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Common Inherited Gene Increases Risk for Certain Type of Deadly Melanoma

By Jeffrey Norris, UCSF Science Cafe | August 7, 2006

People with red hair, light skin or freckles are more likely than others to develop the deadliest skin cancer -- malignant melanoma. A single gene greatly influences these traits. A new study now demonstrates that the same gene is especially likely to put individuals at risk for a particular type of melanoma that most often occurs in one's 40s or 50s -- regardless of whether the gene bearers are light-complexioned.

Researchers -- led by Boris Bastian, MD, of the UCSF Comprehensive Cancer Center and by Maria Teresa Landi, MD, PhD, from the National Cancer Institute -- report in the July 28 issue of Science that being born with variations in a gene called MC1R results in an especially high susceptibility to a genetically distinct form of melanoma. Like freckles, variants in the MC1R gene are relatively common among whites in comparison with the entire world population.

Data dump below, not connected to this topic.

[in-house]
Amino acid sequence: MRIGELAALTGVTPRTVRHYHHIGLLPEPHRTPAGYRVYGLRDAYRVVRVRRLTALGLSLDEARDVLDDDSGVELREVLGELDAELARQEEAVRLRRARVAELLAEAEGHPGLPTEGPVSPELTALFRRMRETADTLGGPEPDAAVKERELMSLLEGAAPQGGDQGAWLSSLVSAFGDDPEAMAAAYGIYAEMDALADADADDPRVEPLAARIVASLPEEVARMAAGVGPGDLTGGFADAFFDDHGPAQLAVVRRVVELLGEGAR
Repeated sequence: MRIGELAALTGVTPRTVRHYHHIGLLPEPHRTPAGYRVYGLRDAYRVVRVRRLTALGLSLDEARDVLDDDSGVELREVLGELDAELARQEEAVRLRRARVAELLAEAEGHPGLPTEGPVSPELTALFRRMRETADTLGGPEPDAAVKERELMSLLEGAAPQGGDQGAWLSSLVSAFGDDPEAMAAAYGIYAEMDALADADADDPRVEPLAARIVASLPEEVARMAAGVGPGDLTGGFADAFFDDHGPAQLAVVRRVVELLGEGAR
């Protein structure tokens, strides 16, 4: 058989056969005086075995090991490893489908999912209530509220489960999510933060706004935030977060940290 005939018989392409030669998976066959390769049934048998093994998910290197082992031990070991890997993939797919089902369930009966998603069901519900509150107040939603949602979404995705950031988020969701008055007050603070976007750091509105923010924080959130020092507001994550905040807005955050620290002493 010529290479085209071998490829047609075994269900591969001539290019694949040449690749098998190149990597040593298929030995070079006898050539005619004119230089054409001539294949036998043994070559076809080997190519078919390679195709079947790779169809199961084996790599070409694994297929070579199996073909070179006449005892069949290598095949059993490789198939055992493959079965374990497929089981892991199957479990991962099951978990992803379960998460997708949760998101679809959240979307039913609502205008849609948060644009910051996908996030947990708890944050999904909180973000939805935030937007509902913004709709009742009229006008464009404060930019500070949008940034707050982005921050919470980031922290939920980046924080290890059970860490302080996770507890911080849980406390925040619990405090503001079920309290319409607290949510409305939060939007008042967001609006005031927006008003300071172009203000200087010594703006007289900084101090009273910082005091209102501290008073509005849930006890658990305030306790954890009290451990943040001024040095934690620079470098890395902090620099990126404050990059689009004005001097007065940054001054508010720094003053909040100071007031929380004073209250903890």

The Science study highlights again how important it is for the fair-skinned to avoid sunburn. The results also led the study authors to the suspicion that susceptibility to damaging mutations in a gene called BRAF may peak before adulthood in individuals born with MC1R variants.

The MC1R gene is the blueprint for a protein found on specialized skin cells called melanocytes. Variants cause melanocytes to make less of a protective pigment called melanin in response to UV exposure. However, MC1R variants may contribute to melanoma risk beyond their effects on pigmentation -- even dark-skinned or easily tanning persons with MC1R variants may be at increased risk.

(Note that in November 2007 the UCSF Comprehensive Cancer Center was renamed the UCSF Helen Diller Family Comprehensive Cancer Center.)

Read more at Jeffrey Norris, UCSF Science Cafe